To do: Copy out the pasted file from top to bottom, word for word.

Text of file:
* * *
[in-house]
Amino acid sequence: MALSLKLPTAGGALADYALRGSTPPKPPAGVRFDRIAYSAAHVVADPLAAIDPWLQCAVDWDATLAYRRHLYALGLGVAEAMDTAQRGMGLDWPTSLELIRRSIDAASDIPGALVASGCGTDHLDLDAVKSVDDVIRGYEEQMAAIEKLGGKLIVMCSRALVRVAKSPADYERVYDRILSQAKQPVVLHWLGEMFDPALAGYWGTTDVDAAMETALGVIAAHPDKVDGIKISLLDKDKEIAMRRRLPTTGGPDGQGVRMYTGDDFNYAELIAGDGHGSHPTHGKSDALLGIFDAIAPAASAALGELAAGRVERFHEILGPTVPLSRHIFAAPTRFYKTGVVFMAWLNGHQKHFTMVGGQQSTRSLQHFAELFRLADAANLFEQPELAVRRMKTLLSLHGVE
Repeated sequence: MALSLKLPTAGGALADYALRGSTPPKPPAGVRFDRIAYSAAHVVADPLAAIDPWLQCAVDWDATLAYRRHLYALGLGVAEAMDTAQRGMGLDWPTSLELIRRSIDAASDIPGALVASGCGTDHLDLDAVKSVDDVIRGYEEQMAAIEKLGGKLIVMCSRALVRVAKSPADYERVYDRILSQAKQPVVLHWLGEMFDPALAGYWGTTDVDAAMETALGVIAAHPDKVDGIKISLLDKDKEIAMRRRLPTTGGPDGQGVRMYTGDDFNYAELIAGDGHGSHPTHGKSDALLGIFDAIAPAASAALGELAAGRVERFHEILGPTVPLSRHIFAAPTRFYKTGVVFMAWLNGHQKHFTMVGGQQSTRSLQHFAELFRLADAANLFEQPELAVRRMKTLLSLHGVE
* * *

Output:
[in-house]
Amino acid sequence: MALSLKLPTAGGALADYALRGSTPPKPPAGVRFDRIAYSAAHVVADPLAAIDPWLQCAVDWDATLAYRRHLYALGLGVAEAMDTAQRGMGLDWPTSLELIRRSIDAASDIPGALVASGCGTDHLDLDAVKSVDDVIRGYEEQMAAIEKLGGKLIVMCSRALVRVAKSPADYERVYDRILSQAKQPVVLHWLGEMFDPALAGYWGTTDVDAAMETALGVIAAHPDKVDGIKISLLDKDKEIAMRRRLPTTGGPDGQGVRMYTGDDFNYAELIAGDGHGSHPTHGKSDALLGIFDAIAPAASAALGELAAGRVERFHEILGPTVPLSRHIFAAPTRFYKTGVVFMAWLNGHQKHFTMVGGQQSTRSLQHFAELFRLADAANLFEQPELAVRRMKTLLSLHGVE
Repeated sequence: MALSLKLPTAGGALADYALRGSTPPKPPAGVRFDRIAYSAAHVVADPLAAIDPWLQCAVDWDATLAYRRHLYALGLGVAEAMDTAQRGMGLDWPTSLELIRRSIDAASDIPGALVASGCGTDHLDLDAVKSVDDVIRGYEEQMAAIEKLGGKLIVMCSRALVRVAKSPADYERVYDRILSQAKQPVVLHWLGEMFDPALAGYWGTTDVDAAMETALGVIAAHPDKVDGIKISLLDKDKEIAMRRRLPTTGGPDGQGVRMYTGDDFNYAELIAGDGHGSHPTHGKSDALLGIFDAIAPAASAALGELAAGRVERFHEILGPTVPLSRHIFAAPTRFYKTGVVFMAWLNGHQKHFTMVGGQQSTRSLQHFAELFRLADAANLFEQPELAVRRMKTLLSLHGVE